In any case the more cash flow positive your property is mixed with the more leverage (gearing) you utilise means an exponentially higher IRR. Now try get your head around this: It also means less risk because your cash flow can absorb the higher interest rate payment required to service the debt should the interest rate increase. Okay let me spell it out: less risk more return! Who said more return requires more risk?!

This is why I love residential real estate investments, if you find the right property you can leverage them aggressively to benefit from outrageous returns all largely risk free. Just bear in mind nothing in this world is risk free but we can do our best to get as close as possible.

Something really great about the residential space is the rentals are extremely resilient and when a recession is experienced you seldom see a decrease in actual rental income. Instead we usually see a plateau for a few years in the growth of the rental income. So for me decreasing residential rental income due to recession is not a real risk and if you’re cash flow positive enough to be able to pass a worst case scenario a slight decrease won’t have any significant effect on your risk. According to TPN In 2020 (Pandemic peak) rental price growth was positive until the last quarter when it experienced a 0.75% decrease. In fact when interest rates spike residential rentals go up as more people are forced into rental due to their inability to purchase property. They are therefore forced into the rental market creating excess demand and driving rental growth.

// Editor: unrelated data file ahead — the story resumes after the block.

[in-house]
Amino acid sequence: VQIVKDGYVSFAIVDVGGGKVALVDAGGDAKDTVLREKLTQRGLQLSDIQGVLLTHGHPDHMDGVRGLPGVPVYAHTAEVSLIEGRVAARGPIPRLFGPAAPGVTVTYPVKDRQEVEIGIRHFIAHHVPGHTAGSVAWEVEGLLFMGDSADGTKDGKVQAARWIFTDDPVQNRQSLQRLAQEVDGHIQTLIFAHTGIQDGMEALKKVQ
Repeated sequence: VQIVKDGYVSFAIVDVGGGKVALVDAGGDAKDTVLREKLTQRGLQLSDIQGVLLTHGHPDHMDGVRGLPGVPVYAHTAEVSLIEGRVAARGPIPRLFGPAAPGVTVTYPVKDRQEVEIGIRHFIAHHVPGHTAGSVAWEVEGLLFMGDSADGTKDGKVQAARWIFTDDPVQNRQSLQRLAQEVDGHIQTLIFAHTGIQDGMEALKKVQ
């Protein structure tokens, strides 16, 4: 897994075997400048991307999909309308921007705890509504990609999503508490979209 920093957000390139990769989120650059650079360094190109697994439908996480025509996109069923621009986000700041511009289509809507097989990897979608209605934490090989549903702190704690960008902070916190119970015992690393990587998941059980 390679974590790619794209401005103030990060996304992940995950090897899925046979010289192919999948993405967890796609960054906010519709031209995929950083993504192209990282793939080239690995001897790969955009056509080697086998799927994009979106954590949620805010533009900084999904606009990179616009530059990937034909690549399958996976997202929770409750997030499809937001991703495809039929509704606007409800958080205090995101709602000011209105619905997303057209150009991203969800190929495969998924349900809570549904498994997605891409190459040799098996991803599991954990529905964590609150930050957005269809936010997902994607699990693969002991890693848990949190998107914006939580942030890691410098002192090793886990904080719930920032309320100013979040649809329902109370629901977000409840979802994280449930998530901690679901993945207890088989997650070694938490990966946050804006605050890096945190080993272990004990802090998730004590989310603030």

What all this comes down to is finding the correct property and then analysing it correctly to get the results. In order to refine properties that you analyse look at unusually high rentals relative to the value of the property. These exist mainly in the low to medium residential properties but can also be found in the right properties for short term letting.

So let’s stress test this real estate investment and apply an 18% interest rate to it in a worst case scenario. See below:

As you can see the cash flow is negative all the way to the 5th year and only becomes positives in the sixth year. If you invested in a number of properties like this and the interest rate really turned on you, you would have a huge problem servicing your debt and probably lose everything.